“What is an institution?” author John Gunther had asked when his turn to speak came. “An institution,” he asserted, is “something that had fixity, permanence, and importance . . . something that people like to depend on, something benevolent as a rule, something we like.” And by that definition, he concluded, the woman being honored that night was as great an institution as her husband, who was already being talked about for an unprecedented third term. Echoing Gunther’s sentiments, NAACP head Walter White turned to Mrs. Roosevelt and said: “My dear, I don’t care if the President runs for the third or fourth term as long as he lets you run the bases, keep the score and win the game.”
For her part, Eleanor was slightly embarrassed by all the fuss. “It never seems quite real to me to sit at a table and have people whom I have always looked upon with respect . . . explain why they are granting me an honor,” she wrote in her column describing the evening. “Somehow I always feel they ought to be talking about someone else.” Yet, as she stood to speak that night at the Astor ballroom, rising nearly six feet, her wavy brown hair slightly touched by gray, her wide mouth marred by large buck teeth, her brilliant blue eyes offset by an unfortunate chin, she dominated the room as no one before her had done. “I will do my best to do what is right,” she began, forcing her high voice to a lower range, “not with a sense of my own adequacy but with the feeling that the country must go on, that we must keep democracy and must make it mean a reality to more people . . . . We should constantly be reminded of what we owe in return for what we have.”
It was this tireless commitment to democracy’s unfinished agenda that led Americans in a Gallup poll taken that spring to rate Mrs. Roosevelt even higher than her husband, with 67 percent of those interviewed well disposed toward her activities. “Mrs. Roosevelt’s incessant goings and comings,” the survey suggested, “have been accepted as a rather welcome part of the national life. Women especially feel this way. But even men betray relatively small masculine impatience with the work and opinions of a very articulate lady . . . . The rich, who generally disapprove of Mrs. Roosevelt’s husband, seem just as friendly toward her as the poor . . . . Even among those extremely anti-Roosevelt citizens who would regard a third term as a national disaster there is a generous minority . . . who want Mrs. Roosevelt to remain in the public eye.”
The path to this position of independent power and respect had not been easy. Eleanor’s distinguished career had been forged from a painful discovery when she was thirty-four. After a period of suspicion, she realized that her husband, who was then assistant secretary of the navy, had fallen in love with another woman, Lucy Page Mercer.
Tall, beautiful, and well bred, with a low throaty voice and an incomparably winning smile, Lucy Mercer was working as Eleanor’s social secretary when the love affair began. For months, perhaps even years, Franklin kept his romance a secret from Eleanor. Her shattering discovery took place in September 1918. Franklin had just returned from a visit to the European front. Unpacking his suitcase, she discovered a packet of love letters from Lucy. At this moment, Eleanor later admitted, “the bottom dropped out of my own particular world & I faced myself, my surroundings, my world, honestly for the first time.”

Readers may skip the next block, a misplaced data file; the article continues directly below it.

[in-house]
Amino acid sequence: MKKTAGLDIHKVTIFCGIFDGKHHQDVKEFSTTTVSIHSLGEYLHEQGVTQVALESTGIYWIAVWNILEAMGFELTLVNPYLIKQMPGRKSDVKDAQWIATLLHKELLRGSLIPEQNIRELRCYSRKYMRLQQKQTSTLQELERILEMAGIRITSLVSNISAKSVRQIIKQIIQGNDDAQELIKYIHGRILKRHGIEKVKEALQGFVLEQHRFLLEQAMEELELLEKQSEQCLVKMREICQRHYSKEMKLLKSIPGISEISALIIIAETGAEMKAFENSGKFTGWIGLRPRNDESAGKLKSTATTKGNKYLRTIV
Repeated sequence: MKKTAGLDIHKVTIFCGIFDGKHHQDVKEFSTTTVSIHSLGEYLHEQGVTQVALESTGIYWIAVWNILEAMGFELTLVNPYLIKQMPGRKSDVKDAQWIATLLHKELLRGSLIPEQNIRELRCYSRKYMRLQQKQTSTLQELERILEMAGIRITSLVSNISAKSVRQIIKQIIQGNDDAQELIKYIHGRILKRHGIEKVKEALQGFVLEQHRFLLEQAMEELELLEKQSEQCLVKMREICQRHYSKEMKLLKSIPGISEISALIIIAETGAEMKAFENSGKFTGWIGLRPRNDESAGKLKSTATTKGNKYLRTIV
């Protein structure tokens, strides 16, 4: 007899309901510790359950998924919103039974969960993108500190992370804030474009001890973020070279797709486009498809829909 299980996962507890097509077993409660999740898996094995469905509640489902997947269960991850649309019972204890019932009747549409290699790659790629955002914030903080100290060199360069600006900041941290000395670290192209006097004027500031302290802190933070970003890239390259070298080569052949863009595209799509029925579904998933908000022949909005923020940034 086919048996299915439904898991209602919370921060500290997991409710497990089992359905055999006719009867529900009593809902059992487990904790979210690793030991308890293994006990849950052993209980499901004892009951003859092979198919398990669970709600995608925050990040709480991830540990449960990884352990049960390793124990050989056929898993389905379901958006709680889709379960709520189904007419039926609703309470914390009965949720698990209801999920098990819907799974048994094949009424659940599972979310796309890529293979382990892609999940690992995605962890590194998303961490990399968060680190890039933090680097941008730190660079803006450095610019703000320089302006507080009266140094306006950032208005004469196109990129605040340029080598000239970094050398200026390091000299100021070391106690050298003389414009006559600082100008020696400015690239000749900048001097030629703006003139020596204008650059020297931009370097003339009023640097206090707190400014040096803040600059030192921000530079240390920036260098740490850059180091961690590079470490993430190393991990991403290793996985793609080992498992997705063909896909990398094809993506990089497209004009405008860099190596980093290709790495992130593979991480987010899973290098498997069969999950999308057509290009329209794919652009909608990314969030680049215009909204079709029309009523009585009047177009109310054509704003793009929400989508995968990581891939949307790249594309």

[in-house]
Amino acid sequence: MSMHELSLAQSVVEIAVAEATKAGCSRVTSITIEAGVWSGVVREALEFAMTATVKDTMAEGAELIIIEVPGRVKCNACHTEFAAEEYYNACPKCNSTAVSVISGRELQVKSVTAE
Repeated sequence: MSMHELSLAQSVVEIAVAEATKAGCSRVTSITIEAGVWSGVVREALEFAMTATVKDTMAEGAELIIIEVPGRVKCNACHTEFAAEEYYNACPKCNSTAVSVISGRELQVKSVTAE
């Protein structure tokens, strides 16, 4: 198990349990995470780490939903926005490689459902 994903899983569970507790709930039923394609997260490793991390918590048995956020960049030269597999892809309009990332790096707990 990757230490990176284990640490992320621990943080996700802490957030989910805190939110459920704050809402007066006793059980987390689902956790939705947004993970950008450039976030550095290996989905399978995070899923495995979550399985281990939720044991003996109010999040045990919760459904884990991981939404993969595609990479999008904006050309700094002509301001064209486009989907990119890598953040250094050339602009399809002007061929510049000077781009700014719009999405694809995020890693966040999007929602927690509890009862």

Eleanor told her husband that she would grant him a divorce. But this was not what he wanted, or at least not what he was able to put himself through, particularly when his mother, Sara, was said to have threatened him with disinheritance if he left his marriage. If her son insisted on leaving his wife and five children for another woman, visiting scandal upon the Roosevelt name, she could not stop him. But he should know that she would not give him another dollar and he could no longer expect to inherit the family estate at Hyde Park. Franklin’s trusted political adviser, Louis Howe, weighed in as well, warning Franklin that divorce would bring his political career to an abrupt end. There was also the problem of Lucy’s Catholicism, which would prevent her from marrying a divorced man.
Franklin promised never to see Lucy again and agreed, so the Roosevelt children suggest, to Eleanor’s demand for separate bedrooms, bringing their marital relations to an end. Eleanor would later admit to her daughter, Anna, that sex was “an ordeal to be borne.” Something in her childhood had locked her up, she said, making her fear the loss of control that comes with abandoning oneself to one’s passions, giving her “an exaggerated idea of the necessity of keeping all one’s desires under complete subjugation.” Now, supposedly, she was free of her “ordeal.”
The marriage resumed. But for Eleanor, a path had opened, a possibility of standing apart from Franklin. No longer did she need to define herself solely in terms of his wants and his needs. Before the crisis, though marriage had never fulfilled her prodigious energies, she had no way of breaking through the habits and expectations of a proper young woman’s role. To explore her independent needs, to journey outside her home for happiness, was perceived as dangerous and wrong.